IPV is rolled out globally

International support critical to protecting children everywhere against lifelong polio paralysis

© UNICEF/Nepal
© UNICEF/Nepal

2015 marks the year of one of the largest globally-coordinated vaccine introduction projects in history. Inactivated polio vaccine (IPV) will be introduced into more than 120 countries currently using only oral polio vaccine (OPV), in advance of the phased removal of OPVs in 2016. While OPV is extremely safe and has led the world to the threshold of being polio-free, on very rare occasions, its use can lead to vaccine-associated cases. For this reason, the global eradication of polio requires the cessation of all OPV use, once polio has been eradicated. IPV will at that time be the only option for countries to maintain immunity levels.

The global IPV introduction effort got underway in late 2014 – the Philippines, Vietnam and Tunisia just some of the countries introducing IPV, with countries across Asia-Pacific scheduled to follow in the first few months of 2015. The world is closely watching the experiences of introducing this vaccine in the Western Pacific, as this Region has a long history of leadership on polio eradication. The successful strategies first developed, trialled and taken to scale here are helping inform the eradication strategies in the remaining polio-affected countries of the world.

Now, the Region is again showing its leadership, and lessons learned here will help inform countries’ introduction plans elsewhere. The aim is to ensure that all children – no matter where they live – can be protected from lifelong polio paralysis. Because introducing a new vaccine into the routine immunization programme is no easy feat, it’s also about getting vaccines to the right place, at the right time, in the right condition.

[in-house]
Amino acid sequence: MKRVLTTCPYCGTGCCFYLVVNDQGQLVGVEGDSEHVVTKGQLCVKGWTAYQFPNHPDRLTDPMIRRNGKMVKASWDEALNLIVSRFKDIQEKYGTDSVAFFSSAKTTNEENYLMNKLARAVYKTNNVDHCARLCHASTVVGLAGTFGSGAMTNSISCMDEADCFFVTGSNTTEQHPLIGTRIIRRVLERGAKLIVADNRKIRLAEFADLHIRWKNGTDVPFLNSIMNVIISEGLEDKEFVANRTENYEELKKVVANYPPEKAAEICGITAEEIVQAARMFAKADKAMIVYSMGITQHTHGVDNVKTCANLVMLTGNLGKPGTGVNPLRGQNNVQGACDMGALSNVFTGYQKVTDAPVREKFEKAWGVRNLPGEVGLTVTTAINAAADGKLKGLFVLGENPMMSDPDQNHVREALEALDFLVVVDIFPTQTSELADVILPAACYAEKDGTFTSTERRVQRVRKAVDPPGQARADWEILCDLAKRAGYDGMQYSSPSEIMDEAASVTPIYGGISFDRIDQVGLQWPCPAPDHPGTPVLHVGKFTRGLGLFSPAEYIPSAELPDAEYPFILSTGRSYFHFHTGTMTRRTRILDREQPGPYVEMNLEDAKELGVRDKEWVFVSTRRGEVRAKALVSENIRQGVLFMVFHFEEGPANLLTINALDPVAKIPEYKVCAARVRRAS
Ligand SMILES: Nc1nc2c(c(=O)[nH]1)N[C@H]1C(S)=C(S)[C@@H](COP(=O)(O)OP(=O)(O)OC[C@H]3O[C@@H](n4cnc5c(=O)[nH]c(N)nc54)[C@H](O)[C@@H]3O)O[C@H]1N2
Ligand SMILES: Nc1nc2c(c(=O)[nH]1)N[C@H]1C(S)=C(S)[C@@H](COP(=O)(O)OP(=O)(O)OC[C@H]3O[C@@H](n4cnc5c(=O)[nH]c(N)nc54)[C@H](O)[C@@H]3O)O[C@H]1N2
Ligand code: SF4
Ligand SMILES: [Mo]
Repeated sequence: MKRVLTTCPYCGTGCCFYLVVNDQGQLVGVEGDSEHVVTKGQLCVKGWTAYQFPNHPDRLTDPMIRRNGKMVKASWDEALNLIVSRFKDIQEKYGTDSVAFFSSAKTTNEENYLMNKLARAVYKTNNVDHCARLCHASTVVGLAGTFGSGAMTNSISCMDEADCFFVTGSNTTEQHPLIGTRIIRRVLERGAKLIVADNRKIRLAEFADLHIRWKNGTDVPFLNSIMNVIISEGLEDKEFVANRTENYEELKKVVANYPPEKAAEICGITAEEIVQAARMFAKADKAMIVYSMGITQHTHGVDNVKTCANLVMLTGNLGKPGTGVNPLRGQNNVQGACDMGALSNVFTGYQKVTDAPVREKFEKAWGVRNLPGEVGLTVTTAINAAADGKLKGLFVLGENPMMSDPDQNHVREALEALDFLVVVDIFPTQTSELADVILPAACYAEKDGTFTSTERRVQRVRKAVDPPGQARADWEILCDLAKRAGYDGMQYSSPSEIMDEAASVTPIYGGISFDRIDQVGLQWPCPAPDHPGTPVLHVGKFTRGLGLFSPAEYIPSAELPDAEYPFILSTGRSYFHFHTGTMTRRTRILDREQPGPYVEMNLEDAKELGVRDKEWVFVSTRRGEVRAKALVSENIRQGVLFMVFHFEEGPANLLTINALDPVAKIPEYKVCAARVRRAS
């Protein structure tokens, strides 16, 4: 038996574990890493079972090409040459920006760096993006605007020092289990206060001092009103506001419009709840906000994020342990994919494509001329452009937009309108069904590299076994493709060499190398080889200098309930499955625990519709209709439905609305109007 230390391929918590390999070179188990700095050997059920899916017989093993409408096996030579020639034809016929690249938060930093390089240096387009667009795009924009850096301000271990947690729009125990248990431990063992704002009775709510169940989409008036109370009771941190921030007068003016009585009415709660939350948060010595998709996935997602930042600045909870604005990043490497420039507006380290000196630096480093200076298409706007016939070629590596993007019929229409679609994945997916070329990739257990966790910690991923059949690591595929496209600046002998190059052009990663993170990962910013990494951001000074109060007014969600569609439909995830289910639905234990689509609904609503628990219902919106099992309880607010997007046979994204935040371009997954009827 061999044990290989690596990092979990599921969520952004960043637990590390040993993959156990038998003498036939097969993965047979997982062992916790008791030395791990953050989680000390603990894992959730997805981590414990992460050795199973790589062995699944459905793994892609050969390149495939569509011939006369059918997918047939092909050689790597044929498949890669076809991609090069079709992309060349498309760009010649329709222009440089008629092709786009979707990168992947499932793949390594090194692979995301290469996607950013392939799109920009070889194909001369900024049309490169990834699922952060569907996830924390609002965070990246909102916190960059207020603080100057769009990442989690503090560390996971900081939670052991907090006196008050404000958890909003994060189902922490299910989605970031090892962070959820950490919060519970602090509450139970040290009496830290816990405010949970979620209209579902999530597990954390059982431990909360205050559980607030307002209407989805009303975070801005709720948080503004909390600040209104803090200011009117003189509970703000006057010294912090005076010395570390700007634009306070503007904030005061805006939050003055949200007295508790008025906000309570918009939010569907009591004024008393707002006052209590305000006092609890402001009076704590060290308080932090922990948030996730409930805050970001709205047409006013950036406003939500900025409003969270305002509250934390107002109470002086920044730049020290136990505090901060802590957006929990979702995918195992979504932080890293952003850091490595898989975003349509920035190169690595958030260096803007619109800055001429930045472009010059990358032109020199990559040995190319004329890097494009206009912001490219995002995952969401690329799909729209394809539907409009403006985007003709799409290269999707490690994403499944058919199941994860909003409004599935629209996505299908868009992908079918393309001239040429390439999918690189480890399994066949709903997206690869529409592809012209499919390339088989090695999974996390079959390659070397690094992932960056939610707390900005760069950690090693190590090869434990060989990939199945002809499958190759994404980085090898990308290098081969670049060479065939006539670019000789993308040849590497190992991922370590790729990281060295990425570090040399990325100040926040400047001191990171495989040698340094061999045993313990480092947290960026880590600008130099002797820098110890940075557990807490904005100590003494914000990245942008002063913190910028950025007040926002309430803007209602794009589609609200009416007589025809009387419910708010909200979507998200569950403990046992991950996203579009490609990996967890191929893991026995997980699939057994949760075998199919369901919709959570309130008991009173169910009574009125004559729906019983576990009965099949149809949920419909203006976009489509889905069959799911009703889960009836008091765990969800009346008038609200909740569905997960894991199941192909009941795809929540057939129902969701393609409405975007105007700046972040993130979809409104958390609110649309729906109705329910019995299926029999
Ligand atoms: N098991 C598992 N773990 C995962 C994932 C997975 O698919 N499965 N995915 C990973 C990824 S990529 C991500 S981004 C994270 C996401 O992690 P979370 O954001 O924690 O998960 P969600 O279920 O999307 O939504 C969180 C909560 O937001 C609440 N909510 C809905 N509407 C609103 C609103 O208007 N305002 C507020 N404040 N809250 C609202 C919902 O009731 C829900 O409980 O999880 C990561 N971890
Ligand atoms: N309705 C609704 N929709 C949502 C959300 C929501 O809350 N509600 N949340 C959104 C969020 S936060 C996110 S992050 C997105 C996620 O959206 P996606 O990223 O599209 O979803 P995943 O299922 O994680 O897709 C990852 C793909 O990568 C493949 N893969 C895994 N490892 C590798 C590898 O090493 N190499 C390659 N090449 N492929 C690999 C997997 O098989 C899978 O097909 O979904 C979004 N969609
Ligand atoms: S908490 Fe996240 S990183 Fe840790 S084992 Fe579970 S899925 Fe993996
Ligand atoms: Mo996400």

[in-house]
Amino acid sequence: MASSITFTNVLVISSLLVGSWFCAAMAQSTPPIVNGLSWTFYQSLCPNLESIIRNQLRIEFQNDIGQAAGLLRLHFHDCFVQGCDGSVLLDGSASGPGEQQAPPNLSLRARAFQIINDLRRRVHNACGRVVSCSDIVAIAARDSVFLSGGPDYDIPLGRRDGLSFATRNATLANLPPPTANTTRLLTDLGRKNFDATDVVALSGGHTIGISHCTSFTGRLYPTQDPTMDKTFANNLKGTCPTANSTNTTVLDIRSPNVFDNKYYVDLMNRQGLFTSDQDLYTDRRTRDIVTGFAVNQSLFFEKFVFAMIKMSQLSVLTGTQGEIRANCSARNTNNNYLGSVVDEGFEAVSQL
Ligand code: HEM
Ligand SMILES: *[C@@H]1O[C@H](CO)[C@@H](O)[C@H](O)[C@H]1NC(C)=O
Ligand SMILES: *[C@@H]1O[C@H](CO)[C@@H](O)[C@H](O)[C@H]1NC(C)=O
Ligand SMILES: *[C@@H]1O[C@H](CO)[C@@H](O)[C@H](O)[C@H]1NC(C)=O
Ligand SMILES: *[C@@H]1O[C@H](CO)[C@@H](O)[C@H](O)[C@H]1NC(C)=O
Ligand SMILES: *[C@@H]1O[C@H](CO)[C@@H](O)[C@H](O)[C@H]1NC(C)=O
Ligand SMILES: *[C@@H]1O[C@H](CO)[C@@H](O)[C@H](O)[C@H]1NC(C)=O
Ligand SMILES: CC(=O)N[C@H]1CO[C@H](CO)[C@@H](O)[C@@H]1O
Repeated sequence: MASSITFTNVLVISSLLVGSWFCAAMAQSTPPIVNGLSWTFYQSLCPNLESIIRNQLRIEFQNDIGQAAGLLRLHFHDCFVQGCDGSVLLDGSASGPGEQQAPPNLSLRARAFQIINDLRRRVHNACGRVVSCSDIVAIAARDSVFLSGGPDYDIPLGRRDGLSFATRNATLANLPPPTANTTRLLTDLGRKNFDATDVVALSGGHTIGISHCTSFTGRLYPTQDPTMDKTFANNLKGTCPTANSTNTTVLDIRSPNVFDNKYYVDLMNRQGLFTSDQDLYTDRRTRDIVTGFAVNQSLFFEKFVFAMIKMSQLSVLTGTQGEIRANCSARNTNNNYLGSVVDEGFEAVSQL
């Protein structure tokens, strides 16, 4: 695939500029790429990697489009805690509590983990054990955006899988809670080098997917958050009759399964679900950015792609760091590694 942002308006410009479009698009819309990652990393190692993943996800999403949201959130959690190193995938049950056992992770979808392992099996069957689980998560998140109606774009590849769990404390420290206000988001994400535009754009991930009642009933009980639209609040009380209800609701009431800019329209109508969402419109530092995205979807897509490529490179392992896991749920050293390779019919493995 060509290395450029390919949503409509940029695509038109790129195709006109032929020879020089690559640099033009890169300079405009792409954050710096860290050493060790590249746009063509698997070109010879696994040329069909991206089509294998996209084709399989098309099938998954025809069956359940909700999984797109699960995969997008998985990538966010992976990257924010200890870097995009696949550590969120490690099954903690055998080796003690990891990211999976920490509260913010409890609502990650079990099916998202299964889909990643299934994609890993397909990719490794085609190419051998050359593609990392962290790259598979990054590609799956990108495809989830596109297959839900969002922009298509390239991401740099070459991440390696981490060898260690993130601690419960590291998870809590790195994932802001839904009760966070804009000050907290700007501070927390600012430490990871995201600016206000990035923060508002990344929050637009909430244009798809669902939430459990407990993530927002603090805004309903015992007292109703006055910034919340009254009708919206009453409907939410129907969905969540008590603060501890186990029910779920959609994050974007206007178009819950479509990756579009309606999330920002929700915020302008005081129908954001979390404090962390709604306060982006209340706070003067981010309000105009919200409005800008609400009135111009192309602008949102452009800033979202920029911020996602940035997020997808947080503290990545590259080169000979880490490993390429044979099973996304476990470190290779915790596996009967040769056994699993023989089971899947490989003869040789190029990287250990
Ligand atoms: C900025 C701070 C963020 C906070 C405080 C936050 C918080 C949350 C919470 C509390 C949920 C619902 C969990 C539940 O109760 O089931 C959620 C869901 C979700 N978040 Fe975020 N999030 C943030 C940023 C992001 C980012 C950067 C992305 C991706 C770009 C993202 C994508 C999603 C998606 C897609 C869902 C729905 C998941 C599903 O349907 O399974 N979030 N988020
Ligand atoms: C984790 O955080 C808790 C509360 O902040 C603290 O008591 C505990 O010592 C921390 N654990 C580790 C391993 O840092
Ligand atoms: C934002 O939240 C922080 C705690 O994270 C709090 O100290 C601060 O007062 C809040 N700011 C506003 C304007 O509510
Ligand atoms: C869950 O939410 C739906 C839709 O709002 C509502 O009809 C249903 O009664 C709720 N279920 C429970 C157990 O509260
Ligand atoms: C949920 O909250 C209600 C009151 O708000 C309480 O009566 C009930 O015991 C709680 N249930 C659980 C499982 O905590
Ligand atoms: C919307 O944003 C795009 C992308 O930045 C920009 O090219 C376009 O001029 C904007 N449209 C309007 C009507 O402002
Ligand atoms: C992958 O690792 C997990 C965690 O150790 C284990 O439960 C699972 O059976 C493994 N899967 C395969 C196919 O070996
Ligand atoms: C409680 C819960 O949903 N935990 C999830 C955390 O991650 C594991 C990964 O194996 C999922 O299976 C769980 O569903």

The successful introduction of IPV in countries such as Nepal, Philippines and Vietnam, supported by WHO and UNICEF, shows that high level political commitment is a critical factor, filtering through to bolster many aspects of the programme. In all three countries, cold-chain capacity was reviewed and expanded ahead of the introductions, health workers were trained and equipped with updated data collection tools, and communities mobilized.

The introduction of IPV is also being used as an opportunity to evaluate broader routine immunization services in targeted countries, and to identify potential operational gaps which can now be addressed. For example, countries are taking advantage of the focus on IPV introduction to adapt community awareness materials, to update registers and forms comprehensively, and to expand health worker trainings. Such system strengthening efforts are helping to ensure that all children are not only protected by IPV against polio, but indeed will be even more comprehensively reached with all vaccine-preventable diseases.

All of this is part of the comprehensive Polio Endgame Plan, designed to secure a lasting polio-free world by 2018. Implementation of the Endgame Plan would not be possible without the critical and ongoing support of the international development community, including Australia, Japan, Norway, the United Kingdom, the Bill & Melinda Gates Foundation and Rotary International. Without these vital contributions, activities outlined in the Polio Endgame Plan could not be financed, and could not be implemented. It will ensure that no child will ever again be paralysed by polio, and that the world can reap savings upwards of US$50 billion over the next 20 years (mostly in developing countries).

It is a perfect example of aid dollars in action – helping secure a lasting polio-free world, that will be a gift for all future generations to come.


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